Tom Crawford, 56, an information technology consultant in the health care field from St. Charles, said he believes NATO "makes Chicago more of an international city."
"Anything the mayor can do to bring in worldwide events is good for tourism, and it puts Chicago on the map," said Crawford, who works in downtown Chicago. "It's great for the economy, not only for this year, but future years."
When it comes to the protests, Crawford said he believes the burden is on how well the police force has been trained.
"The mayor is a control freak, and he's probably laid some heavy orders on the department and police (superintendent) on how to handle the situation," Crawford said. Emanuel "doesn't want to embarrass the president, I'm sure. That's all Obama would need in his hometown. It could do him in."
In a sign of public optimism amid tightened security headed by the Secret Service and a large police presence, 54 percent of voters surveyed in the city and 52 percent in the region said they believed NATO protests would be peaceful, compared with about 30 percent who disagreed.
More than 6 in 10 polled said that regardless of whether they agreed with the protesters' varied messages, they had a right to protest. The survey of 1,180 regional voters, including 700 in Chicago, was conducted May 2-10. It had an error margin of 2.9 percentage points overall, and 3.7 percentage points in the city.
Eileen Rowan, 37, a stay-at-home mom from Beverly, a neighborhood that has been home to a generation of public safety workers, said there are some demonstrators whose causes she likely would support, but she believed it would be hard to distinguish one group's message from the next.
Rowan envisions the weekend devolving into what she called a "rent-a-mob," with people being paid to protest.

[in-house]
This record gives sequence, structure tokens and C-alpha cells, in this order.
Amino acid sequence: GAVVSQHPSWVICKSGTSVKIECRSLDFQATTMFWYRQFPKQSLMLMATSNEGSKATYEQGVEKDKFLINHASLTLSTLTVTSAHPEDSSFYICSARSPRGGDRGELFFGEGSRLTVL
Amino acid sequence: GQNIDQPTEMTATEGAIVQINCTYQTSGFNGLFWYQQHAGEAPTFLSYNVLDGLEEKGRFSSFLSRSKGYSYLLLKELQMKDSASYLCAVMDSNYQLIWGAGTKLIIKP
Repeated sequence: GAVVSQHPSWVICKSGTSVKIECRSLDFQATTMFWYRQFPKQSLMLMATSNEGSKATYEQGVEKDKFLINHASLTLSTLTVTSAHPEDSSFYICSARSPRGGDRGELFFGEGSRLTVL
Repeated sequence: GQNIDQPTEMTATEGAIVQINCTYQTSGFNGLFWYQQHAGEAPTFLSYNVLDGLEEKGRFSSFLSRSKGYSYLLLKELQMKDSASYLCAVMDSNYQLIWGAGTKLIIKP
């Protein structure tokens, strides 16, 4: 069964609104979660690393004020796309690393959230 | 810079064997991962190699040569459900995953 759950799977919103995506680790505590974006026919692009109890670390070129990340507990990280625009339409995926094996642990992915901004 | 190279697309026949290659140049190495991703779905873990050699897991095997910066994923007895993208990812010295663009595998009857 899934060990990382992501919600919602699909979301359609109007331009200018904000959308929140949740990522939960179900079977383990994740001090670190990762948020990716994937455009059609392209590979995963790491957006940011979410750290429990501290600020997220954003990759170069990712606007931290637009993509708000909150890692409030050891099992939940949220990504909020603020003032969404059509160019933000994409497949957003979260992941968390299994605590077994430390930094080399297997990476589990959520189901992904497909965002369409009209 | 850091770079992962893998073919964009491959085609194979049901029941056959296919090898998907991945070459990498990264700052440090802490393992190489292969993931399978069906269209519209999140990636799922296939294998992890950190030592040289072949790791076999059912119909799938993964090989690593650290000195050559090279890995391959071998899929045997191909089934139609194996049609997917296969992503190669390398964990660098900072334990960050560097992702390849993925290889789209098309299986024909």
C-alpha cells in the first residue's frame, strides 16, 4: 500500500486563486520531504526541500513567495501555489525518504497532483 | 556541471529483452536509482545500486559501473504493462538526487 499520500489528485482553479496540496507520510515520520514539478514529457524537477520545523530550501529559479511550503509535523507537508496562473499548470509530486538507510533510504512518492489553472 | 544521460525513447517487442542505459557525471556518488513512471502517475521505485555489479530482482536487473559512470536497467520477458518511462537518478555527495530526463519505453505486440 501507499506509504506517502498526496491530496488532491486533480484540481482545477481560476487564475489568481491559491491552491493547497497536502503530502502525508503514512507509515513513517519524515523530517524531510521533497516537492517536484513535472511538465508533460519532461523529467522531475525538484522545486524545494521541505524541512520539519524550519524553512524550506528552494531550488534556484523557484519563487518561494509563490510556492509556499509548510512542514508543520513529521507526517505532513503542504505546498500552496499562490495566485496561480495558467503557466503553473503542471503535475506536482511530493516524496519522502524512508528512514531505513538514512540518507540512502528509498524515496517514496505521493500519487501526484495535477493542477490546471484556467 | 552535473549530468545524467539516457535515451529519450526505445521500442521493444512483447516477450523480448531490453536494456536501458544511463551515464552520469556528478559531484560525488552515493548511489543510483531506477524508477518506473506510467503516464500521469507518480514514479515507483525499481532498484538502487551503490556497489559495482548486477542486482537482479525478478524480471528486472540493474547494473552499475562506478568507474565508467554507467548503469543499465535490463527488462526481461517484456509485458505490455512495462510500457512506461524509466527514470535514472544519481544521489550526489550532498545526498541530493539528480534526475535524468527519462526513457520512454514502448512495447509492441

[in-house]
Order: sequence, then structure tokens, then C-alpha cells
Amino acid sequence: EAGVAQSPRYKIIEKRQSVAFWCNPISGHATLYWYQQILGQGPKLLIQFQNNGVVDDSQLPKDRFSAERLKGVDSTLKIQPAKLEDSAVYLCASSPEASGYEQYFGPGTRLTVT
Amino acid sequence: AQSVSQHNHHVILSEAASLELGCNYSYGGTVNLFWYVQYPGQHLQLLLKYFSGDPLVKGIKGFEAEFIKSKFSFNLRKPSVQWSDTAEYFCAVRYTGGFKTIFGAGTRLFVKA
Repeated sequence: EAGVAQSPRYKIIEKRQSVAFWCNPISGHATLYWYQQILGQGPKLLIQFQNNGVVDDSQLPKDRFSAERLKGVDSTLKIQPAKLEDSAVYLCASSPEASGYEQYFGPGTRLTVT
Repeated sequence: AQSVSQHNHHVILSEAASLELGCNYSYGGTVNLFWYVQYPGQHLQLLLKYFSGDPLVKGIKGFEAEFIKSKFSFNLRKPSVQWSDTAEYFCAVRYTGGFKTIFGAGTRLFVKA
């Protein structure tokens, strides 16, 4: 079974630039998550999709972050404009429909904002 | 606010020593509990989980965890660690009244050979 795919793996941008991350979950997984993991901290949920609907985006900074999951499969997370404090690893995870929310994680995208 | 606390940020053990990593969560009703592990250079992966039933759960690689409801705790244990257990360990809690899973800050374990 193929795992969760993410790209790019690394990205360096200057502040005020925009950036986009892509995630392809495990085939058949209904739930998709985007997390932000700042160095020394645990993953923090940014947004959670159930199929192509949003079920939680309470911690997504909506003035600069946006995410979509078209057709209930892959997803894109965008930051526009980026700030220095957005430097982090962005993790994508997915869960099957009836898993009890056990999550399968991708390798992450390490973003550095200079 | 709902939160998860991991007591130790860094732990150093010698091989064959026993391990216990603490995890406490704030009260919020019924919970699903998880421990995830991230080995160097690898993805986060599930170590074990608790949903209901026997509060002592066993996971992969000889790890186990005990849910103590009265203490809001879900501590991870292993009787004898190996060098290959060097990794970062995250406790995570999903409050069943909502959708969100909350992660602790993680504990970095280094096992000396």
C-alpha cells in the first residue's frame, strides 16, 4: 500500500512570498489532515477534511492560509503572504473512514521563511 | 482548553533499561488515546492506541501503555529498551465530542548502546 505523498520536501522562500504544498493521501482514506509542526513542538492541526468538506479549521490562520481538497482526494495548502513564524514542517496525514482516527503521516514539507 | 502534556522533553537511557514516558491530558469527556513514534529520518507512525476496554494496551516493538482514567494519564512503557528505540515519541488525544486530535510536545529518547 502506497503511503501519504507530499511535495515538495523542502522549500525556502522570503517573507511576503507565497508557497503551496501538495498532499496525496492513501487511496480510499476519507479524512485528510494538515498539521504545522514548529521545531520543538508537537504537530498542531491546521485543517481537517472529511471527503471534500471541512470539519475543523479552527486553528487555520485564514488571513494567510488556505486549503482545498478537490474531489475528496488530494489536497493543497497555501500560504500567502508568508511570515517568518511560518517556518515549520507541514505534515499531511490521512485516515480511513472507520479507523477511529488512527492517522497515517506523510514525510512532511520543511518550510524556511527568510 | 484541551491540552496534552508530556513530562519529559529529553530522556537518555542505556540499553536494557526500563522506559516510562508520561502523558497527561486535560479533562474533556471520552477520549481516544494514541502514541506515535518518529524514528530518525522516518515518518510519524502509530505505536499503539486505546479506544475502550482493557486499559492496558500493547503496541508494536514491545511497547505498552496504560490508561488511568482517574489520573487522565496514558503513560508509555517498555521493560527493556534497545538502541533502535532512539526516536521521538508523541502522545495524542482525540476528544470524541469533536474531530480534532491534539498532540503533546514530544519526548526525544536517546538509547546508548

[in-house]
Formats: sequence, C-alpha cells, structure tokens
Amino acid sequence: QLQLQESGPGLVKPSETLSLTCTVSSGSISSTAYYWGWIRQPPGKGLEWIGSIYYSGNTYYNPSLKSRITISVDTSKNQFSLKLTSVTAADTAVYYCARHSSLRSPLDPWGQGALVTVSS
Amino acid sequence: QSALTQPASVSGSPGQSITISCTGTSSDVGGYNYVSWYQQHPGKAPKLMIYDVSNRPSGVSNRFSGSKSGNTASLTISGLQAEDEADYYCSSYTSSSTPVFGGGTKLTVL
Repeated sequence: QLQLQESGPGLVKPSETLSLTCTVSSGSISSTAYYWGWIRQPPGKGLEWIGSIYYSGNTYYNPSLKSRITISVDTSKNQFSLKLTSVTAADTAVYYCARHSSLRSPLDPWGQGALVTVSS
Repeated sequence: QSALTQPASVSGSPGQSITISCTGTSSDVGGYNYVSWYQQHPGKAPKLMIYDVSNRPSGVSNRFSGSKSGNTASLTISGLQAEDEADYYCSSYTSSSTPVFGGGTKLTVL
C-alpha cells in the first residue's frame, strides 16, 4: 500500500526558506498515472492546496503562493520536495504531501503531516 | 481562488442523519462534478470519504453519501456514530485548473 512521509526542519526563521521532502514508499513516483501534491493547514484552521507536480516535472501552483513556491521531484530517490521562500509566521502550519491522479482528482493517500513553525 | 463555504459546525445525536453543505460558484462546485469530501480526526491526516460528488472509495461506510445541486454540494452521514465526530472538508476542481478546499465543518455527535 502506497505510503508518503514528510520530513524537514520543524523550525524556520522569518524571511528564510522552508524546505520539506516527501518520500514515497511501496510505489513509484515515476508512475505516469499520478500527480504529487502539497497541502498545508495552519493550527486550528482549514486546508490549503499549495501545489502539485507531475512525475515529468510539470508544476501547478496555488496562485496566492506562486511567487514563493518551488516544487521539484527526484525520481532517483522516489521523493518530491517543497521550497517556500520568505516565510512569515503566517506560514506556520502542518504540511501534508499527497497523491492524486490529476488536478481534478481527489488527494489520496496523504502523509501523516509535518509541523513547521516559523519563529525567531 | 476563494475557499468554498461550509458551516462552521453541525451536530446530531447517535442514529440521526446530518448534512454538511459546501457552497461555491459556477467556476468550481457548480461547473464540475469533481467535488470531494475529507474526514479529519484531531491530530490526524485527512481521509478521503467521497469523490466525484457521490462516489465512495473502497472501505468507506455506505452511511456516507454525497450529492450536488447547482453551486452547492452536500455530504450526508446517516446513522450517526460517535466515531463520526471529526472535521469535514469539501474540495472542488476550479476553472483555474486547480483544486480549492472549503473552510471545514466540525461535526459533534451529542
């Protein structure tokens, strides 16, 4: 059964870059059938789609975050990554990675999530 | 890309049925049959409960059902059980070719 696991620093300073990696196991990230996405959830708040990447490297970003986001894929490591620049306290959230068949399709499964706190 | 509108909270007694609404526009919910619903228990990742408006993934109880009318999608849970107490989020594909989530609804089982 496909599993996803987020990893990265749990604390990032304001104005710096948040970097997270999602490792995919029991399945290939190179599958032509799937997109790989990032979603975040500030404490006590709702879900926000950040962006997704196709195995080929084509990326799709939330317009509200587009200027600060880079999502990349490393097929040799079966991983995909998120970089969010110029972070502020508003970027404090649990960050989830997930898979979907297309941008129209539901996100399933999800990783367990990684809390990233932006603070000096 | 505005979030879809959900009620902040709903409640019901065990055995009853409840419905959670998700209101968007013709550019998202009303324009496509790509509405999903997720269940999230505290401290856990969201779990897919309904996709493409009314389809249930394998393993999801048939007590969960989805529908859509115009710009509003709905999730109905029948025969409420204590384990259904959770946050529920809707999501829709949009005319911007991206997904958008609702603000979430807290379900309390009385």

"They are out to incite trouble or bait law enforcement into dealing with them," Rowan said. "They are going to try to make the cops look bad, just kind of pushing it to that limit."
Despite Emanuel's estimate that hosting the summit will result in an immediate $128 million windfall for Chicago and increased tourism down the road, Rowan is doubtful. She said her family doesn't consider where the last big geopolitical summit was held in deciding where to vacation.
"I'm sure there's an immediate economic impact if all the hotels are full. I don't know that it will have a longer-lasting effect," she said. "It's the unquenchable quest for revenue that the city is after. This is one more way they are trying to get money."
Vanderbilt's Hetherington said the real value of a successful NATO summit may be more intangible than substantial.
"The real rub is for the mayor. A lot of people get together to watch the Olympics on TV, the ratings are high. Nobody gets together to watch the NATO deliberations," Hetherington said.
"With that in mind, the traffic delays and things like that have the potential to frustrate people without a lot of upside. But this is one of the places where the leadership of the city is important," he said. If residents have been adequately warned and the summit is well-organized, "it's a great example for the city to show its best stuff."